When Smoke Ran like Water: Tales of Environmental Deception and the Battle against Pollution

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The National Book Award Finalist from a leading public-health expert, this is the unknown story of how environmental pollution has affected our health-past, present, and future.

In When Smoke Ran Like Water, the world-renowned epidemiologist Devra Davis confronts the public triumphs and private failures of her lifelong battle against environmental pollution. She documents the shocking toll of a public-health disaster-300,000 deaths a year in the U.S. and Europe from the effects ...

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The National Book Award Finalist from a leading public-health expert, this is the unknown story of how environmental pollution has affected our health-past, present, and future.

In When Smoke Ran Like Water, the world-renowned epidemiologist Devra Davis confronts the public triumphs and private failures of her lifelong battle against environmental pollution. She documents the shocking toll of a public-health disaster-300,000 deaths a year in the U.S. and Europe from the effects of pollution-and asks why we remain silent. For Davis, the issue is personal: Pollution is what killed many in her family and forced some of the others, survivors of the 1948 smog emergency in Donora, Pennsylvania, to live out their lives with impaired health. She describes that episode and also makes startling revelations about how the deaths from the London smog of 1952 were falsely attributed to influenza; how the oil companies and auto manufacturers fought for decades to keep lead in gasoline, while knowing it caused brain damage; and many other battles. When Smoke Ran Like Water makes a devastating case for change.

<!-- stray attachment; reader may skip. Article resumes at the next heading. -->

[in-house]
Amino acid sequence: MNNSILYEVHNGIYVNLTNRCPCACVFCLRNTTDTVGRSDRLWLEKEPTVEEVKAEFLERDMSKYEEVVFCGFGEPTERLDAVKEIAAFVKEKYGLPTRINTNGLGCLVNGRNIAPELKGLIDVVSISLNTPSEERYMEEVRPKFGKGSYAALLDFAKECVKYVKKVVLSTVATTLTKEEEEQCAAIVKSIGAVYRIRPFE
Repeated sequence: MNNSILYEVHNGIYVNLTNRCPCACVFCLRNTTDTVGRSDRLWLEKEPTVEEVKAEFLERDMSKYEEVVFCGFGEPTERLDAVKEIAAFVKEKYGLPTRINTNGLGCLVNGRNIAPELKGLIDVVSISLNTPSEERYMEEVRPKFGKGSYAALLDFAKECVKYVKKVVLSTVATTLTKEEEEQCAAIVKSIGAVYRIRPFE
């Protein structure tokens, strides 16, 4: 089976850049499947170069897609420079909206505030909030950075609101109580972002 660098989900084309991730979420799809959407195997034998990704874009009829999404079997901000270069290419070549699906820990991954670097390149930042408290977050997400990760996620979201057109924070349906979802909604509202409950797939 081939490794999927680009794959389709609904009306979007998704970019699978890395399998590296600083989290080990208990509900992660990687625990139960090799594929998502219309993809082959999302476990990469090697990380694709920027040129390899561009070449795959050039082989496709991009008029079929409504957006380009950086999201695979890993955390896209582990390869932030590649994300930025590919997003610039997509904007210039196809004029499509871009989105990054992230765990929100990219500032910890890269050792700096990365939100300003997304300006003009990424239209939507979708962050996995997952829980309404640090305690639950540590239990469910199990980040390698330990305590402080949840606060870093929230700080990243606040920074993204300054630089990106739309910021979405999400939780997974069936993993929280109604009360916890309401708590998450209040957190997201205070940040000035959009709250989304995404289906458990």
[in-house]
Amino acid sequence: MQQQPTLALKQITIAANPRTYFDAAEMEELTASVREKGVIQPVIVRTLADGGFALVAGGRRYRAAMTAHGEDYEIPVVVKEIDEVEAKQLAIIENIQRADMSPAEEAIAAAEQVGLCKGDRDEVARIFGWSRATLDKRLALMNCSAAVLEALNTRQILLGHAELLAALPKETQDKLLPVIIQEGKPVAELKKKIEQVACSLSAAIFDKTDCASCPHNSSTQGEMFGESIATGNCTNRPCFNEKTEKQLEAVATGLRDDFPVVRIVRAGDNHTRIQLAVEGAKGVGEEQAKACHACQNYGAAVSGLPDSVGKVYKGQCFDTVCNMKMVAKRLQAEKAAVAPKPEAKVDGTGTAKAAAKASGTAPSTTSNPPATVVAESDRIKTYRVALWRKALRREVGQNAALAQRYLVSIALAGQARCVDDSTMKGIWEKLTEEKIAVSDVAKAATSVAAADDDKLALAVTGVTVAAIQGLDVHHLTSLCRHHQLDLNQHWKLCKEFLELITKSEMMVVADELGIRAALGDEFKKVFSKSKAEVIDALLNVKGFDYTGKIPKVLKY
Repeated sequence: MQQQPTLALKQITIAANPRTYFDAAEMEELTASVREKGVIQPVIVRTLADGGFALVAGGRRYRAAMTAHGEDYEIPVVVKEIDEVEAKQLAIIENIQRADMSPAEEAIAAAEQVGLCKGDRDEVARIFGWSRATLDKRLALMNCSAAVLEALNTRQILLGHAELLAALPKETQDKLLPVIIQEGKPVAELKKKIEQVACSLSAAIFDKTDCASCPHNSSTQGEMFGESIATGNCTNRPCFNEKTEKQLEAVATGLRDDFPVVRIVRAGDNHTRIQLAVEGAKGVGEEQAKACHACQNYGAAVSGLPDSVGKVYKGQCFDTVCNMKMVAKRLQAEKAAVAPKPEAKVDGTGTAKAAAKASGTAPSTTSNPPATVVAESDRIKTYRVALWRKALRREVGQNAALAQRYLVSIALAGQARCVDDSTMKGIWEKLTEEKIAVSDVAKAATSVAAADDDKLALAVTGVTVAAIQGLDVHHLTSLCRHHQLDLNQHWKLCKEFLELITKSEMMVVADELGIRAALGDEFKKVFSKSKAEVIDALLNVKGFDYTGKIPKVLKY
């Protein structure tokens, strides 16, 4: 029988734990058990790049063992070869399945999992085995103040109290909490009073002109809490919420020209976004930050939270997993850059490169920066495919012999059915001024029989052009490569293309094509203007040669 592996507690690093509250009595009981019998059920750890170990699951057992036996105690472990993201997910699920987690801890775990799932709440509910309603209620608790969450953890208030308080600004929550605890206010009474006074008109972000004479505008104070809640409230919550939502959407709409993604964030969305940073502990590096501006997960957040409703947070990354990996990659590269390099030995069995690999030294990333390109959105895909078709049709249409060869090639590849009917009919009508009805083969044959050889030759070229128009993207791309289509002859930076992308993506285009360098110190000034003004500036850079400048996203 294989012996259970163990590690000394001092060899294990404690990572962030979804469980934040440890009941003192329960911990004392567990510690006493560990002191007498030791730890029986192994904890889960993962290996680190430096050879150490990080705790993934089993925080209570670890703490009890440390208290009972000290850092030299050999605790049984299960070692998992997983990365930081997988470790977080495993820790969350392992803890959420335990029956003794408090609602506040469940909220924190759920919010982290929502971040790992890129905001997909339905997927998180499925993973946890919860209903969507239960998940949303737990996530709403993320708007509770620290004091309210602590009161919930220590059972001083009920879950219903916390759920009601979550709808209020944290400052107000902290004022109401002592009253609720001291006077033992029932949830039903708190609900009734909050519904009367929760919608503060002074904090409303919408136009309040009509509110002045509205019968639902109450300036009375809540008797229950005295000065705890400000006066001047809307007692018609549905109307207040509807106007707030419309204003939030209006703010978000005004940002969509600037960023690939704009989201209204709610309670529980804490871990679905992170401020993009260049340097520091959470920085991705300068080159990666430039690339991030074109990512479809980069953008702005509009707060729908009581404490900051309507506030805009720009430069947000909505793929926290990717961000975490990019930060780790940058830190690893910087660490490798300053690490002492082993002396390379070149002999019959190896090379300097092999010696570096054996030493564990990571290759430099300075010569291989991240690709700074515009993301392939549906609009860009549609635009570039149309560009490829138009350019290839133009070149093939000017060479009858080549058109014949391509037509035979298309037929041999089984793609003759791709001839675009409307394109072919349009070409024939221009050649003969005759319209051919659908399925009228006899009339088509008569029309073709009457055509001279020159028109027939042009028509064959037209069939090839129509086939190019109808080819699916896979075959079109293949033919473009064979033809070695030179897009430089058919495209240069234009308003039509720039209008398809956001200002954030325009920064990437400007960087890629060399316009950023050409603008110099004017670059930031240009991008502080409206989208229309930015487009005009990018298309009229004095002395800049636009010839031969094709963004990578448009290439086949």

Author Biography: Devra Davis's work as a leading epidemiologist and researcher on the environmental causes of breast cancer and chronic disease has made her a nationally known figure. She holds a Ph.D. from the University of Chicago and an M.P.H. from the Johns Hopkins School of Public Health. Formerly a Scholar in Residence at the National Academy of Sciences and a member of the National Chemical Safety and Hazard Investigation Board under President Clinton, she is now a Visiting Professor of Public Policy at Carnegie Mellon University. She lives in Washington, D.C.

Finalist for the 2002 National Book Award, Nonfiction.

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Editorial Reviews

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Nominated for the 2002 National Book Award in Nonfiction, Devra Davis's work presents challenging and disturbing stories of how industry and government have conspired to conceal the true effects of pollution on public health.
Publishers Weekly